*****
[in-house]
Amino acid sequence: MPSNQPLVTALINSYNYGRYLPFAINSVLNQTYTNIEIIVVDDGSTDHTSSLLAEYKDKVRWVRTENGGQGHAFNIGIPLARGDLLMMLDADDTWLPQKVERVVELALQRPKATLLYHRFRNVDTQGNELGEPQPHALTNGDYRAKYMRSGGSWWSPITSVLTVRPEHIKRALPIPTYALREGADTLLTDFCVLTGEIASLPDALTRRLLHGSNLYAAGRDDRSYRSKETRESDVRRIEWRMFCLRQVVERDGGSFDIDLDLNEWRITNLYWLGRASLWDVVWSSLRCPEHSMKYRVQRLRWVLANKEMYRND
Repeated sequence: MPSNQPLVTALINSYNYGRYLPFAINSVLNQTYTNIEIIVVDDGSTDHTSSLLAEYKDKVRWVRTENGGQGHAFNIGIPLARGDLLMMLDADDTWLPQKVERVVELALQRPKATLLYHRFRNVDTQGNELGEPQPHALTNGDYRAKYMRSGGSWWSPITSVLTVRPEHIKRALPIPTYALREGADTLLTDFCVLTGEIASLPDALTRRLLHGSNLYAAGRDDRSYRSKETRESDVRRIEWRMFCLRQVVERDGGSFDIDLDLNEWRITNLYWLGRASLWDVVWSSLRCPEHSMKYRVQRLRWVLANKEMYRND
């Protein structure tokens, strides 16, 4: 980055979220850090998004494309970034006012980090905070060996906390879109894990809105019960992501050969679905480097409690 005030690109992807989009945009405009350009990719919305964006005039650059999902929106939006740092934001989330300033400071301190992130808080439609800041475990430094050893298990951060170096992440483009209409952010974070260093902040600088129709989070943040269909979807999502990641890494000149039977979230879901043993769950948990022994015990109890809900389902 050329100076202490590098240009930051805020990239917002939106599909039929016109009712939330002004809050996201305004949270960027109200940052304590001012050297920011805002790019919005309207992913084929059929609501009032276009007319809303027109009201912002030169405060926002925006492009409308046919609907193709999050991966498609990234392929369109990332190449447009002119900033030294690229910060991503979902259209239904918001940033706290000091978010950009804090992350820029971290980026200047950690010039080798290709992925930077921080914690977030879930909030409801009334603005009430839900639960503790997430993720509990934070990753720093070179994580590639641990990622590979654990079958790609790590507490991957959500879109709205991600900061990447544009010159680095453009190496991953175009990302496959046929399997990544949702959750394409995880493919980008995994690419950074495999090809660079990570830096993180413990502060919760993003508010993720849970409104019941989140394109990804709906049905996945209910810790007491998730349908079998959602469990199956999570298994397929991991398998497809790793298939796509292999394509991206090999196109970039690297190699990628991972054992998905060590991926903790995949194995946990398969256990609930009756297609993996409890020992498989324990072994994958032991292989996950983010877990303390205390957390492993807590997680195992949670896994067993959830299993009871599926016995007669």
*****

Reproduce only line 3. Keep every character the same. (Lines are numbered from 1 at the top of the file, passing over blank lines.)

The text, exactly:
Repeated sequence: MPSNQPLVTALINSYNYGRYLPFAINSVLNQTYTNIEIIVVDDGSTDHTSSLLAEYKDKVRWVRTENGGQGHAFNIGIPLARGDLLMMLDADDTWLPQKVERVVELALQRPKATLLYHRFRNVDTQGNELGEPQPHALTNGDYRAKYMRSGGSWWSPITSVLTVRPEHIKRALPIPTYALREGADTLLTDFCVLTGEIASLPDALTRRLLHGSNLYAAGRDDRSYRSKETRESDVRRIEWRMFCLRQVVERDGGSFDIDLDLNEWRITNLYWLGRASLWDVVWSSLRCPEHSMKYRVQRLRWVLANKEMYRND